As a general rule, while family-based immigration visas are pending disposition by the USCIS, those family members will not be able to obtain a permit to work in the United States or be able visit the United States under some other provision of immigration law. Instead, those family members should remain in their home countries while the visa application is being processed. While there are a few limited exceptions to these general rules, individuals should not attempt to circumvent the process without obtaining the advice of a qualified immigration attorney. A family member’s failure to comply with all legal requirements can jeopardize their opportunity to obtain the immigration visa they are seeking.
Applicants should also be aware that certain conditions and activities may make them ineligible for a visa, even where all of the documentation and other requirements are met. For example, if an individual has been convicted of drug trafficking, has overstayed a previous visa, or submitted any fraudulent documents, they will not be issued a visa. In some cases, however, an applicant may be able to obtain a waiver from a condition of ineligibility.
Consequently, immigrant visa applicants should not make any final travel arrangements, dispose of property, or give up jobs unless and until a visa is issued. An immigrant visa is generally valid for six months from the date it is issued.
Finally, while a visa allows a foreign citizen to travel to the United States and request permission to enter, applicants should be aware that a visa does not guarantee entry. U.S. Customs and Border Protection officials have authority to permit or deny admission. Therefore, travelers should review important information about admission and entry requirements.When Should You Hire an Immigration Attorney to Assist in a Family-Based Immigrant Visa?
As noted above, the family immigration visa process can be very complicated, given the number of requirements and documents that must be submitted to USCIS, and given the differing requirements of what type of visa is being sought. In addition, the process can become more complicated if, during the pendency of a family-based visa application, the U.S. sponsor adjusts his status from an LPR to a U.S. citizen by becoming a naturalized citizen of the United States.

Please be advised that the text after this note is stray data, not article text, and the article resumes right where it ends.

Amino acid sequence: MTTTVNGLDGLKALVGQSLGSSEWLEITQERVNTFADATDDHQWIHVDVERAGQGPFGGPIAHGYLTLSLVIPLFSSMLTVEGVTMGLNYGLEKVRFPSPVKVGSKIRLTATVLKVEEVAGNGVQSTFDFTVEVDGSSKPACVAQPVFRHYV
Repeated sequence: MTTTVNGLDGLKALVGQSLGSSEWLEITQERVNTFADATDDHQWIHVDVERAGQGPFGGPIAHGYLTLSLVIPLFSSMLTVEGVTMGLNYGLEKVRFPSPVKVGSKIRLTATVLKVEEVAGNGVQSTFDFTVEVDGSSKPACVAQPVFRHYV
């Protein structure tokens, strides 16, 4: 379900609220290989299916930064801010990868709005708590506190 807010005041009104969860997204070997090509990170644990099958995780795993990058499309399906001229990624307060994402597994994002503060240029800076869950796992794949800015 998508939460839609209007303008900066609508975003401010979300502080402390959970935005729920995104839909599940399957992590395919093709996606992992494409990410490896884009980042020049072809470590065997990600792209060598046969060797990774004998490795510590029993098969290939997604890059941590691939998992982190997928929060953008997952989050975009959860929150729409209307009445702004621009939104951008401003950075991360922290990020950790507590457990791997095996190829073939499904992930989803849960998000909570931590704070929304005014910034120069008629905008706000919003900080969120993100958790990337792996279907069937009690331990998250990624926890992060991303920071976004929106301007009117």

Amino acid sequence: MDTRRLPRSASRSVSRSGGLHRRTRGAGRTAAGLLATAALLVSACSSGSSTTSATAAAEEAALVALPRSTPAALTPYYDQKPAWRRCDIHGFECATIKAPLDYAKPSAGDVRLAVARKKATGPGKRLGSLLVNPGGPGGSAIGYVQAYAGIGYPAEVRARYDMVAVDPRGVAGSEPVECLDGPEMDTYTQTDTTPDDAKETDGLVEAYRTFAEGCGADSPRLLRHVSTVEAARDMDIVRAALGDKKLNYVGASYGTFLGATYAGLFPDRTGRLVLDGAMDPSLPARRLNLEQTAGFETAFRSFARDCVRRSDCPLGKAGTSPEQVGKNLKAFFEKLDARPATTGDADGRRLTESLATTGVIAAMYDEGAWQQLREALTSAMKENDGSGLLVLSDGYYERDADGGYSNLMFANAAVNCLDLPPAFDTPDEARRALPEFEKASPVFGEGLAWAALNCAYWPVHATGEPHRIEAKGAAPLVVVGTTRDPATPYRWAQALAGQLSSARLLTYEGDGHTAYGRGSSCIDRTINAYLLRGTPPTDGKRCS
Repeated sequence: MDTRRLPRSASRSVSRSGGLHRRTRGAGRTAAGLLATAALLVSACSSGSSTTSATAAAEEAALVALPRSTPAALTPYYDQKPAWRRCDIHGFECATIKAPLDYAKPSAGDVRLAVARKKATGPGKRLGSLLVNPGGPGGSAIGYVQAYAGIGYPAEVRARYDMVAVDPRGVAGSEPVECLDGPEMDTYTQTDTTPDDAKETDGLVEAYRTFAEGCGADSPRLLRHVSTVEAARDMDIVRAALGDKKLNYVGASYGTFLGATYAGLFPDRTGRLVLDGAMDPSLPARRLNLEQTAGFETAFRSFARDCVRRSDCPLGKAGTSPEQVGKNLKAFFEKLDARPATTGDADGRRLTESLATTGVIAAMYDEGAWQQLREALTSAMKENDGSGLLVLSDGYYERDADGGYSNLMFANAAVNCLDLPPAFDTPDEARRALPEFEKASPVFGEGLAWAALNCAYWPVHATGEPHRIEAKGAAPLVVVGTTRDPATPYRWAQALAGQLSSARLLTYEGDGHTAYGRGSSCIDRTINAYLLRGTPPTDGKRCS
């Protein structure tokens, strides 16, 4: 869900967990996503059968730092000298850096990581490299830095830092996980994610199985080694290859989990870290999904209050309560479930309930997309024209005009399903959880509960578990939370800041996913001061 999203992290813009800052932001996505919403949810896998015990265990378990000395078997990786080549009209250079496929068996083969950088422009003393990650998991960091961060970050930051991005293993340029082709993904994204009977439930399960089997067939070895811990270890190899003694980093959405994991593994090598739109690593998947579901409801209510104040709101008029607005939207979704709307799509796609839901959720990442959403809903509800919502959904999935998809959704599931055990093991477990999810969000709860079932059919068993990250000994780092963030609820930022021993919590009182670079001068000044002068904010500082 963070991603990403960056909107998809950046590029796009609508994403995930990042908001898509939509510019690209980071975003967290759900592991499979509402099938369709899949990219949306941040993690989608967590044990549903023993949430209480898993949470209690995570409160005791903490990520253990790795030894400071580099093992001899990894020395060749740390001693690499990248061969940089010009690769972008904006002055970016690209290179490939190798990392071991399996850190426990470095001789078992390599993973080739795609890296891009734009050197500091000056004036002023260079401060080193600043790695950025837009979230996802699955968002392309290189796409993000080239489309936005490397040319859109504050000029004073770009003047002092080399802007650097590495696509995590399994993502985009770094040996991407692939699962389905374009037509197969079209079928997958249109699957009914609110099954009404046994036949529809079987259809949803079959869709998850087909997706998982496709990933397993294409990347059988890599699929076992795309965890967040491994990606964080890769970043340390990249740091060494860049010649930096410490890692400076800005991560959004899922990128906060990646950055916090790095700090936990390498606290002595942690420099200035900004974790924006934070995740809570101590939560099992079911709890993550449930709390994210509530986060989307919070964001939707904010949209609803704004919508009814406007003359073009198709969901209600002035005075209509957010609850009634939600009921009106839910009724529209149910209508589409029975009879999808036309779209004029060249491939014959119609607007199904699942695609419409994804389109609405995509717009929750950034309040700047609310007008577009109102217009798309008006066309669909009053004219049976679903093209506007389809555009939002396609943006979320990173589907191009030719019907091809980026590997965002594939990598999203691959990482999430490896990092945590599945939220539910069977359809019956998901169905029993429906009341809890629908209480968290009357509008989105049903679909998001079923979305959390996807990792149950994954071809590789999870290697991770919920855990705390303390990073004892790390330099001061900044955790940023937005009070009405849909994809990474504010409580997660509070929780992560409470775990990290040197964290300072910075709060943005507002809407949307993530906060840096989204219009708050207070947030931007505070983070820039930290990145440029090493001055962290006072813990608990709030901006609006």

Unless U.S. sponsors and visa applicants are prepared to educate themselves on the detailed requirements of obtaining a family-based immigrant visa, their best option may be to hire a qualified immigration attorney, who can do all the necessary work to make sure that the process runs smoothly and that the legal requirements are met without undue delay or confusion.
If you or someone you know is interested in obtaining a family-based immigration visa, Austin, Texas immigration attorney Daniella Lyttle of the Lyttle Law Firm can help. Ms. Lyttle has helped many clients with U.S. immigration matters, and she can help citizens and LPRs obtain visas for their foreign family members. Furthermore, because obtaining visas are a matter of federal law, rather than state law, she can handle visa applications for citizens living in any state, not merely the State of Texas.
Because Ms. Lyttle is fluent in Spanish, Portuguese, and Italian, she can communicate directly with clients in these languages, read and understand documents in these languages, and communicate with any foreign officials in these languages, if necessary.
The Lyttle Law Firm can give you and your family members peace of mind in undertaking this difficult and potentially frustrating and time-consuming task. Once hired, the Lyttle Law Firm will take over the application process from beginning to end, keeping clients informed, and taking the stress out of the process. If you need assistance obtaining a family-based immigration visa for your relative or relatives, contact the Lyttle Law Firm.